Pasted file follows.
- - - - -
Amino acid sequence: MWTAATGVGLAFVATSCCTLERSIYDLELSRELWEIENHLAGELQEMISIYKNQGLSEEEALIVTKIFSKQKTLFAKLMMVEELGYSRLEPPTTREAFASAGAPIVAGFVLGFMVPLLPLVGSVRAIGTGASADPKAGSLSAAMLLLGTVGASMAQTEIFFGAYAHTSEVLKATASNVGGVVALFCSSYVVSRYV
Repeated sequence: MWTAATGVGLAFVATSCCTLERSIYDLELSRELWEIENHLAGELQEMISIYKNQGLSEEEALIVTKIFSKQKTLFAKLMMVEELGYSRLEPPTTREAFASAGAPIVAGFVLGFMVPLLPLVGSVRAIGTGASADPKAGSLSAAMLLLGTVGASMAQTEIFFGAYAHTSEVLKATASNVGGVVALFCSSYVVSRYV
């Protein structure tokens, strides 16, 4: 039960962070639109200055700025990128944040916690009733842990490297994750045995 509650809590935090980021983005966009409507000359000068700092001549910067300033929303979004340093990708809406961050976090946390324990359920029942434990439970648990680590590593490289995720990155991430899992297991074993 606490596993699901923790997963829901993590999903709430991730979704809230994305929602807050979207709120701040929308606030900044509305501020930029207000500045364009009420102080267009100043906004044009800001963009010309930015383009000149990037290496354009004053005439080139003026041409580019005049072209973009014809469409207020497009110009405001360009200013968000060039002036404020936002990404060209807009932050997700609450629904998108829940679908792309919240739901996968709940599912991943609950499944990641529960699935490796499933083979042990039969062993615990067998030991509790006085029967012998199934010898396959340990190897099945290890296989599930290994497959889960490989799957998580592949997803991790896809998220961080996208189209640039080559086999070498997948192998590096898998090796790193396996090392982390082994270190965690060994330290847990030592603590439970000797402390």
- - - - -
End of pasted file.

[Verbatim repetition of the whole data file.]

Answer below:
Amino acid sequence: MWTAATGVGLAFVATSCCTLERSIYDLELSRELWEIENHLAGELQEMISIYKNQGLSEEEALIVTKIFSKQKTLFAKLMMVEELGYSRLEPPTTREAFASAGAPIVAGFVLGFMVPLLPLVGSVRAIGTGASADPKAGSLSAAMLLLGTVGASMAQTEIFFGAYAHTSEVLKATASNVGGVVALFCSSYVVSRYV
Repeated sequence: MWTAATGVGLAFVATSCCTLERSIYDLELSRELWEIENHLAGELQEMISIYKNQGLSEEEALIVTKIFSKQKTLFAKLMMVEELGYSRLEPPTTREAFASAGAPIVAGFVLGFMVPLLPLVGSVRAIGTGASADPKAGSLSAAMLLLGTVGASMAQTEIFFGAYAHTSEVLKATASNVGGVVALFCSSYVVSRYV
């Protein structure tokens, strides 16, 4: 039960962070639109200055700025990128944040916690009733842990490297994750045995 509650809590935090980021983005966009409507000359000068700092001549910067300033929303979004340093990708809406961050976090946390324990359920029942434990439970648990680590590593490289995720990155991430899992297991074993 606490596993699901923790997963829901993590999903709430991730979704809230994305929602807050979207709120701040929308606030900044509305501020930029207000500045364009009420102080267009100043906004044009800001963009010309930015383009000149990037290496354009004053005439080139003026041409580019005049072209973009014809469409207020497009110009405001360009200013968000060039002036404020936002990404060209807009932050997700609450629904998108829940679908792309919240739901996968709940599912991943609950499944990641529960699935490796499933083979042990039969062993615990067998030991509790006085029967012998199934010898396959340990190897099945290890296989599930290994497959889960490989799957998580592949997803991790896809998220961080996208189209640039080559086999070498997948192998590096898998090796790193396996090392982390082994270190965690060994330290847990030592603590439970000797402390």